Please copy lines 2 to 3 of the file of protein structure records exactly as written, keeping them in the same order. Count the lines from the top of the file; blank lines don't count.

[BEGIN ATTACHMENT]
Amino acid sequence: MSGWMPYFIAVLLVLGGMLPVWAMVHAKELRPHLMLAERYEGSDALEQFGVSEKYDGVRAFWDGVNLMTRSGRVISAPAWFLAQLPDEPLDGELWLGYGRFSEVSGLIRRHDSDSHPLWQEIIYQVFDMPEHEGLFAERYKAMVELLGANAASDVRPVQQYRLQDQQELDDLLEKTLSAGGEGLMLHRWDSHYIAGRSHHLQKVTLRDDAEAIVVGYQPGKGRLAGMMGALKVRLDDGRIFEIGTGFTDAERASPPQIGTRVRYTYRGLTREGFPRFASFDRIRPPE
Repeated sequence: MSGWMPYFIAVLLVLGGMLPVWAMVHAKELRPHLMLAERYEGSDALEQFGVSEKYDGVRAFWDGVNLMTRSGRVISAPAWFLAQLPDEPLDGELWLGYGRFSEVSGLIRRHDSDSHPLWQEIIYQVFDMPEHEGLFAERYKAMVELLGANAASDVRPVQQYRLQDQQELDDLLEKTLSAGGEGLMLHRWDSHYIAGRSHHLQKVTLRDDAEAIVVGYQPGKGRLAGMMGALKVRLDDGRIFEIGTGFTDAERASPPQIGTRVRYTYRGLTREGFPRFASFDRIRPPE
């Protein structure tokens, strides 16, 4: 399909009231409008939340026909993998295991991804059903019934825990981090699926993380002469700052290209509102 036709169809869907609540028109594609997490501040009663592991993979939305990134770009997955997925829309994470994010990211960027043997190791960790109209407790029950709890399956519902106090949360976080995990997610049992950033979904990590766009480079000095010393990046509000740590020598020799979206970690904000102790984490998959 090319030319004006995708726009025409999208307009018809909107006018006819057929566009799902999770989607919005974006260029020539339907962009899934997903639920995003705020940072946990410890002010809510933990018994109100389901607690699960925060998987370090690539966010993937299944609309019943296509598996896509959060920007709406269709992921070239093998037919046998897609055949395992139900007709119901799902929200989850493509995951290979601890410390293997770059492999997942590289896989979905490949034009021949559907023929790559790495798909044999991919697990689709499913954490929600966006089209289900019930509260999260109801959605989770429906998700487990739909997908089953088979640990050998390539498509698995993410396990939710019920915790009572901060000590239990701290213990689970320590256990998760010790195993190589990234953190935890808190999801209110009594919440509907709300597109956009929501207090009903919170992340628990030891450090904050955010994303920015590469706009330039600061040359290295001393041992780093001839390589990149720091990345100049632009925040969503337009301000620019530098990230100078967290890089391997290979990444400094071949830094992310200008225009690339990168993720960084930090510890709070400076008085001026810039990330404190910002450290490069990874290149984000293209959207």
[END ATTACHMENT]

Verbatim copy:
Repeated sequence: MSGWMPYFIAVLLVLGGMLPVWAMVHAKELRPHLMLAERYEGSDALEQFGVSEKYDGVRAFWDGVNLMTRSGRVISAPAWFLAQLPDEPLDGELWLGYGRFSEVSGLIRRHDSDSHPLWQEIIYQVFDMPEHEGLFAERYKAMVELLGANAASDVRPVQQYRLQDQQELDDLLEKTLSAGGEGLMLHRWDSHYIAGRSHHLQKVTLRDDAEAIVVGYQPGKGRLAGMMGALKVRLDDGRIFEIGTGFTDAERASPPQIGTRVRYTYRGLTREGFPRFASFDRIRPPE
């Protein structure tokens, strides 16, 4: 399909009231409008939340026909993998295991991804059903019934825990981090699926993380002469700052290209509102 036709169809869907609540028109594609997490501040009663592991993979939305990134770009997955997925829309994470994010990211960027043997190791960790109209407790029950709890399956519902106090949360976080995990997610049992950033979904990590766009480079000095010393990046509000740590020598020799979206970690904000102790984490998959 090319030319004006995708726009025409999208307009018809909107006018006819057929566009799902999770989607919005974006260029020539339907962009899934997903639920995003705020940072946990410890002010809510933990018994109100389901607690699960925060998987370090690539966010993937299944609309019943296509598996896509959060920007709406269709992921070239093998037919046998897609055949395992139900007709119901799902929200989850493509995951290979601890410390293997770059492999997942590289896989979905490949034009021949559907023929790559790495798909044999991919697990689709499913954490929600966006089209289900019930509260999260109801959605989770429906998700487990739909997908089953088979640990050998390539498509698995993410396990939710019920915790009572901060000590239990701290213990689970320590256990998760010790195993190589990234953190935890808190999801209110009594919440509907709300597109956009929501207090009903919170992340628990030891450090904050955010994303920015590469706009330039600061040359290295001393041992780093001839390589990149720091990345100049632009925040969503337009301000620019530098990230100078967290890089391997290979990444400094071949830094992310200008225009690339990168993720960084930090510890709070400076008085001026810039990330404190910002450290490069990874290149984000293209959207």